lunes, 14 de mayo de 2012


Gods as Topological Invariants


(Submitted on 1 Apr 2012)
We show that the number of gods in a universe must equal the Euler characteristics of its underlying manifold. By incorporating the classical cosmological argument for creation, this result builds a bridge between theology and physics and makes theism a testable hypothesis. Theological implications are profound since the theorem gives us new insights in the topological structure of heavens and hells. Recent astronomical observations can not reject theism, but data are slightly in favor of atheism.

Comments:
Please note that the publication date is April 1st 2012
Subjects:
Popular Physics (physics.pop-ph); General Relativity and Quantum Cosmology (gr-qc); Mathematical Physics (math-ph); General Topology (math.GN)
MSC classes:
54-XX, 37C15, 20K45, 14J80
Cite as:
arXiv:1203.6902v1 [physics.pop-ph]

Submission history

From: Daniel Schoch [view email] 
[v1] Sun, 1 Apr 2012 10:11:34 GMT (6kb)



God as  Topological  Invariants

Abstract.
We show that the number of gods in a universe must equal the
Euler characteristics of its underlying manifold. By incorporating the clas-
sical cosmological argument for creation, this result builds a bridge between
theology and physics and makes theism a testable hypothesis.
Theological implications are profound since the theorem gives us new insights
in the topo logical structure of heavens and hells.
Recent astronomical observations can not reject theism, but data are slightly
in favour of atheism.

Motivation
Conventional theology builds on faith and metaphysical assumptions. While
faith is unquestionable, metaphysics is generally considered untestable. This lead to
the widespread assumption that theology and natural science form non-overlapping
magistrates.

However, nothing could be further away from the religious tradition.
Both Arabic and Christian medival thinker were intending a synthesis between the
Aristotelic scientific view and their specific religion, in particular the Abrahamitic
monotheism. Up to the early modern times, Galileis processes and the rejection of
atomism by the Catholic church have revealed possible conflict zones between both
fields.

Although metaphysical speculations always linked theological and mathematical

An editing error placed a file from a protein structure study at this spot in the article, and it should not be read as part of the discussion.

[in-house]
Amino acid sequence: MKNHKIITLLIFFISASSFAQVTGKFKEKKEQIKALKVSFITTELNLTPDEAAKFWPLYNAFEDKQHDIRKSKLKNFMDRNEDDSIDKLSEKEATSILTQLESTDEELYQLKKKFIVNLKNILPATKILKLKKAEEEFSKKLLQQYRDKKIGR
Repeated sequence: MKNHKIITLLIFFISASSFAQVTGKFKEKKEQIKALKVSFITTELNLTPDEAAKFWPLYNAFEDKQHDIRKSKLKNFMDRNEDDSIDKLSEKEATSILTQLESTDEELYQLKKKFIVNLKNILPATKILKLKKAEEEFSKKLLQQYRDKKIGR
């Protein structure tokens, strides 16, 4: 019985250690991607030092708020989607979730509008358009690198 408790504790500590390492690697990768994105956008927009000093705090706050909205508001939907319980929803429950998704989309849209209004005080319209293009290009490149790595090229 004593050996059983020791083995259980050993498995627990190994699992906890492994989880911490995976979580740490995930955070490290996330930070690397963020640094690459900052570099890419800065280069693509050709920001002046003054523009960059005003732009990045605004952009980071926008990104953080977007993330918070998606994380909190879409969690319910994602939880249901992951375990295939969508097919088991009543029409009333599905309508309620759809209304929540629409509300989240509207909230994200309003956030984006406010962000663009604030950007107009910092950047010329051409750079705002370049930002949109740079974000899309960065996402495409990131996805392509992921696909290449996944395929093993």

concepts, the introduction of distinctive mathematical methods to support theism
has long been attributed to Euler. In his famous alledged encounter with
Diderot, Euler presented a mock algebraic proof to embarrass the atheist philosopher
Diderot, which is probably a 19th century legend.

The true core of the legend, however, might be that the possibility of an algebraic
proof of the existence of god was discussed among 18th century intellectuals
[Struik1967, p. 129].

The first successful step in mathematization of theology was taken by Goedel
[Sobel 1987]. His formalization of the ontological argument, originally formulated
in terms of modal logic, has been reconstructed in set-theoretical form [Essler 1993].
It was noticed that the set structure was identical to the topological concept of an
ultrafilter, which led to speculations about the specific relations between theology
and topology [Calude et al. 1995].

It is the aim of this paper to advance these a priori speculations and convert
them to a testable theory, linking theology and cosmology very much in the spirit
of the medival Christain tradition. Although current data is not deceisive in this
matter and is slightly supporting a zero-god universe, the path has been paved for
a fruitful interdisciplinary collaboration of physics, mathematics, philosophy and
theology.
Date: April 1st, 2012.

Key words and phrases.
Topology, Euler characteristics, manifolds, invariants, mathematical theology,
mathematical joke.

1 GODS AS TOPOLOGICAL INVARIANTS 2

2. The Cosmological Argument
The cosmological argument (Platon, Philoponos, Aquinas etc.) states that a
First Cause of the universe must exist, since no causal chains are finite and do not
contain loops. Insofar it is based on the simple fact that any component of an
ordered and circle-free finite graph is a tree and thus must have a first vertex. To
apply this to a pre-Einstein universe one must add the assumptions that matter
does not by itself emerge out of the vacuum, that no motion can occur out of rest,
and that initial or primordial matter is at rest. It follows that a First Mover must
have initiated all cosmic motion at the moment the universe comes into existence.
Since it is not by itself a natural phenomenon, such a mighty cause can only be a
god.

However, this argument does not remain valid if the universe has origined from
a Big Bang. If the universe expands out of a zero-volume point at t = 0, there no
causal relation can connect an event at some time t > 0 of the existing universe by
an event t < 0 before the Big Bang. In the watchmaker analogy, the watch could
not have been wound up.

We nevertheless embrace the result of the argument, as far as it is restricted
to the types of steady-state universes for which it was originally intended. It goes
without saying that anything beyond the three-dimensional Euclidean space was
out of imagination for the medieval scholar. Before Einstein, time was considered
absolute and independent of space and matter.

A physical explanation for a universe emerging out of nothing was unthinkable